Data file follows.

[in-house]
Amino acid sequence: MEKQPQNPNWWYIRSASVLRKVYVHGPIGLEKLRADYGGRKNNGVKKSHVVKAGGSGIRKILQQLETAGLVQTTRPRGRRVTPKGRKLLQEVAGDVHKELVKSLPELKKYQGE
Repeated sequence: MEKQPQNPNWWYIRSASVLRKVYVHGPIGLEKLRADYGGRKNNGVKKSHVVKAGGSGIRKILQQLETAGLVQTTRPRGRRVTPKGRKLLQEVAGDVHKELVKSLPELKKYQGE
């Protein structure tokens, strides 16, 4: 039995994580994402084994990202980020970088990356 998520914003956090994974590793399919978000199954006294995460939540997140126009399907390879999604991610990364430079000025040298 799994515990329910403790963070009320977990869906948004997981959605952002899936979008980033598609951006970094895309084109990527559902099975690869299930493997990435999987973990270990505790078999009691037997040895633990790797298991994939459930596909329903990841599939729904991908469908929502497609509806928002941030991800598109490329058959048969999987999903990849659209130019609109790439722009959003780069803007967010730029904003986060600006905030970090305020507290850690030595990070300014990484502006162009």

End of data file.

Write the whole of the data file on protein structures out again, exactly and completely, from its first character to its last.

[in-house]
Amino acid sequence: MEKQPQNPNWWYIRSASVLRKVYVHGPIGLEKLRADYGGRKNNGVKKSHVVKAGGSGIRKILQQLETAGLVQTTRPRGRRVTPKGRKLLQEVAGDVHKELVKSLPELKKYQGE
Repeated sequence: MEKQPQNPNWWYIRSASVLRKVYVHGPIGLEKLRADYGGRKNNGVKKSHVVKAGGSGIRKILQQLETAGLVQTTRPRGRRVTPKGRKLLQEVAGDVHKELVKSLPELKKYQGE
């Protein structure tokens, strides 16, 4: 039995994580994402084994990202980020970088990356 998520914003956090994974590793399919978000199954006294995460939540997140126009399907390879999604991610990364430079000025040298 799994515990329910403790963070009320977990869906948004997981959605952002899936979008980033598609951006970094895309084109990527559902099975690869299930493997990435999987973990270990505790078999009691037997040895633990790797298991994939459930596909329903990841599939729904991908469908929502497609509806928002941030991800598109490329058959048969999987999903990849659209130019609109790439722009959003780069803007967010730029904003986060600006905030970090305020507290850690030595990070300014990484502006162009």